Mobile phone technology is constantly becoming faster, smarter and more complex, but for some sections of society that’s not always a good thing.
Now one mobile phone maker in London is attempting to address the problem of older people who find new technology difficult to use.
Joyce is an 89-year-old woman who has lived in the same house her entire life. Like large sections of Britain’s older population, at times Joyce can feel lonely and isolated. She’s one of a number of people testing out the new simpler phones.
“Well, I’ve never known life without a phone”, said Joyce. “So I can only imagine I’d feel very cut off without it. Which means all the time you’re in contact with somebody, which is very, very helpful”
The company behind the stripped-back devices is London-based Ownfone.
The tech company prides itself on making perhaps the world’s simplest mobile phone.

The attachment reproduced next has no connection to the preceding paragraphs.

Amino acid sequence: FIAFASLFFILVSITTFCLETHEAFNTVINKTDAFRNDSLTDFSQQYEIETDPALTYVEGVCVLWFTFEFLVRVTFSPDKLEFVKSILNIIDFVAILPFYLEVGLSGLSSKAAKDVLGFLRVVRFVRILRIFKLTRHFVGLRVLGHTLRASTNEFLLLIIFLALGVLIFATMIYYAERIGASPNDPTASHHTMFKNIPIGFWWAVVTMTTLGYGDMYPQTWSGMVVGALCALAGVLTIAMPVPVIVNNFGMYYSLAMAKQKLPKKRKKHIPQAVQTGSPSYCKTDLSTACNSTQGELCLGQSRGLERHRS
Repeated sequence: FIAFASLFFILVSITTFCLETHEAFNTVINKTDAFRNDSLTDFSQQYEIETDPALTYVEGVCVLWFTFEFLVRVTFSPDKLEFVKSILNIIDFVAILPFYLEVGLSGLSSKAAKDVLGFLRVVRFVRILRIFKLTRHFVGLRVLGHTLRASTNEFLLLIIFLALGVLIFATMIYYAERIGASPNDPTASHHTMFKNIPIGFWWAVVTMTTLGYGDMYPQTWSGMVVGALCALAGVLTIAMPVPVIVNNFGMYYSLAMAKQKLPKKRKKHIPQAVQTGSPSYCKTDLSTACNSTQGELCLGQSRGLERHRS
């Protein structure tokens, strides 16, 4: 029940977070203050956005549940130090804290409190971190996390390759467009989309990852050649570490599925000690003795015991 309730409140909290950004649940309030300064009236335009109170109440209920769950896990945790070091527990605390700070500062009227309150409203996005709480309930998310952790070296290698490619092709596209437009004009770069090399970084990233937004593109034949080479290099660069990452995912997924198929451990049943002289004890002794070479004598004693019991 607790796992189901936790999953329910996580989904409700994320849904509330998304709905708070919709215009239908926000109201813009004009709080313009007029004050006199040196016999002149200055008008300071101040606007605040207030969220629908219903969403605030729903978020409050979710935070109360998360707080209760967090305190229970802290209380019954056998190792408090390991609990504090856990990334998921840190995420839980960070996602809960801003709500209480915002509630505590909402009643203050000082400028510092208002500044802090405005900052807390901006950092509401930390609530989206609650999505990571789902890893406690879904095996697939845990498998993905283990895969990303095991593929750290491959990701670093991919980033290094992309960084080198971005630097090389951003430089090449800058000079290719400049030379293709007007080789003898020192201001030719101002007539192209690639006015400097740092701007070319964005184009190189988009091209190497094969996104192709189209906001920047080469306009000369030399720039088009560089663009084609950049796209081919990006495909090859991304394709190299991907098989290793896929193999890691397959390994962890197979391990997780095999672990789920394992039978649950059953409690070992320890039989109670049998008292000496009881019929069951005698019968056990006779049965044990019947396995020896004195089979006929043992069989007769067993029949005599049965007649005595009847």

Each device is individually customised with the names – or even faces – of a set of pre-programmed contacts, they are then printed using 2D printers, 3D printers for Braille phones.
The devices can be programmed with up to 12 easily accessible contacts.
“We find that as people get older, quite often their dexterity reduces so for example touch screen can be quite tricky to touch”, said Helena King of Age UK. “Also, if you’ve got dementia or Alzheimer’s or any problem with your memory, learning from a difficult manual or understanding quite complex technology can be quite overpowering so simplicity is often the key.”
According to the UK’s communications watchdog OFCOM, 82 percent of people aged between 65 and 74 in the UK use a mobile phone, but this drops significantly to 52 percent for people aged 75 years and older.
The new, simpler devices could encourage more older people to stay in touch with their loved ones.